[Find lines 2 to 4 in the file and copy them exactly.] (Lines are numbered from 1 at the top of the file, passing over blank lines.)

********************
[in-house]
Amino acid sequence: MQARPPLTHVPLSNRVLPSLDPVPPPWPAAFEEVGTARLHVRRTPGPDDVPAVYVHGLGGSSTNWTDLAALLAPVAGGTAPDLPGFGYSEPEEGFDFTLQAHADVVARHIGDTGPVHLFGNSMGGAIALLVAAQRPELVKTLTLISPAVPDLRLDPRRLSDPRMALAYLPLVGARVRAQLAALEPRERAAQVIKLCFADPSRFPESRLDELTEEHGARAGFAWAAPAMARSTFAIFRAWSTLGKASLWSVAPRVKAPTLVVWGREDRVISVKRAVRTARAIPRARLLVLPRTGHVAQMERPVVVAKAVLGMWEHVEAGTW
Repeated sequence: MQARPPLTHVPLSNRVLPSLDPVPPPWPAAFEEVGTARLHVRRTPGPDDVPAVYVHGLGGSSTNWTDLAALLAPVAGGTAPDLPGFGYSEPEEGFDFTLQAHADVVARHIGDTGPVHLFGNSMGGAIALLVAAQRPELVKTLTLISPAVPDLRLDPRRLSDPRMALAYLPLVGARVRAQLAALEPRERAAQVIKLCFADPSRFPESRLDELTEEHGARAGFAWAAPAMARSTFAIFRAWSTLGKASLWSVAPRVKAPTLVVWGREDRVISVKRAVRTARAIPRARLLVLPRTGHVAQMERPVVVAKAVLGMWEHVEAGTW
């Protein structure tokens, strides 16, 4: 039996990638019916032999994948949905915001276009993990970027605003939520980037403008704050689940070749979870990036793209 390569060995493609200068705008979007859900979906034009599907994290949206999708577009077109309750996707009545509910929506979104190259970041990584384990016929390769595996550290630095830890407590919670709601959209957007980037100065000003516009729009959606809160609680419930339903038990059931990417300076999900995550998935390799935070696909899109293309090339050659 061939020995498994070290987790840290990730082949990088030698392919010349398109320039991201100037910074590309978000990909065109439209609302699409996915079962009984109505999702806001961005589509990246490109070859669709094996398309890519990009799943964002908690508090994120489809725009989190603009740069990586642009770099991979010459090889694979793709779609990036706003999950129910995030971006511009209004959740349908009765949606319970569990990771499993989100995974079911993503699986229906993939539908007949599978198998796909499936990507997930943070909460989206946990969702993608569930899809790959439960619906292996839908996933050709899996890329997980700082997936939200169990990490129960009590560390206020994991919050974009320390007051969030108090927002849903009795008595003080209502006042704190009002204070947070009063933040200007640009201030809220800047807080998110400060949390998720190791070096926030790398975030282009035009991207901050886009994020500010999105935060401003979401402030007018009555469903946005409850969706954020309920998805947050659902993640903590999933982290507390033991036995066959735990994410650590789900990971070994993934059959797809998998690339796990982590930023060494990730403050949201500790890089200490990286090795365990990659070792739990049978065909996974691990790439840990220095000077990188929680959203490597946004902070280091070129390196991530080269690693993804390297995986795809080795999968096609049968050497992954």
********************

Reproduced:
Amino acid sequence: MQARPPLTHVPLSNRVLPSLDPVPPPWPAAFEEVGTARLHVRRTPGPDDVPAVYVHGLGGSSTNWTDLAALLAPVAGGTAPDLPGFGYSEPEEGFDFTLQAHADVVARHIGDTGPVHLFGNSMGGAIALLVAAQRPELVKTLTLISPAVPDLRLDPRRLSDPRMALAYLPLVGARVRAQLAALEPRERAAQVIKLCFADPSRFPESRLDELTEEHGARAGFAWAAPAMARSTFAIFRAWSTLGKASLWSVAPRVKAPTLVVWGREDRVISVKRAVRTARAIPRARLLVLPRTGHVAQMERPVVVAKAVLGMWEHVEAGTW
Repeated sequence: MQARPPLTHVPLSNRVLPSLDPVPPPWPAAFEEVGTARLHVRRTPGPDDVPAVYVHGLGGSSTNWTDLAALLAPVAGGTAPDLPGFGYSEPEEGFDFTLQAHADVVARHIGDTGPVHLFGNSMGGAIALLVAAQRPELVKTLTLISPAVPDLRLDPRRLSDPRMALAYLPLVGARVRAQLAALEPRERAAQVIKLCFADPSRFPESRLDELTEEHGARAGFAWAAPAMARSTFAIFRAWSTLGKASLWSVAPRVKAPTLVVWGREDRVISVKRAVRTARAIPRARLLVLPRTGHVAQMERPVVVAKAVLGMWEHVEAGTW
């Protein structure tokens, strides 16, 4: 039996990638019916032999994948949905915001276009993990970027605003939520980037403008704050689940070749979870990036793209 390569060995493609200068705008979007859900979906034009599907994290949206999708577009077109309750996707009545509910929506979104190259970041990584384990016929390769595996550290630095830890407590919670709601959209957007980037100065000003516009729009959606809160609680419930339903038990059931990417300076999900995550998935390799935070696909899109293309090339050659 061939020995498994070290987790840290990730082949990088030698392919010349398109320039991201100037910074590309978000990909065109439209609302699409996915079962009984109505999702806001961005589509990246490109070859669709094996398309890519990009799943964002908690508090994120489809725009989190603009740069990586642009770099991979010459090889694979793709779609990036706003999950129910995030971006511009209004959740349908009765949606319970569990990771499993989100995974079911993503699986229906993939539908007949599978198998796909499936990507997930943070909460989206946990969702993608569930899809790959439960619906292996839908996933050709899996890329997980700082997936939200169990990490129960009590560390206020994991919050974009320390007051969030108090927002849903009795008595003080209502006042704190009002204070947070009063933040200007640009201030809220800047807080998110400060949390998720190791070096926030790398975030282009035009991207901050886009994020500010999105935060401003979401402030007018009555469903946005409850969706954020309920998805947050659902993640903590999933982290507390033991036995066959735990994410650590789900990971070994993934059959797809998998690339796990982590930023060494990730403050949201500790890089200490990286090795365990990659070792739990049978065909996974691990790439840990220095000077990188929680959203490597946004902070280091070129390196991530080269690693993804390297995986795809080795999968096609049968050497992954």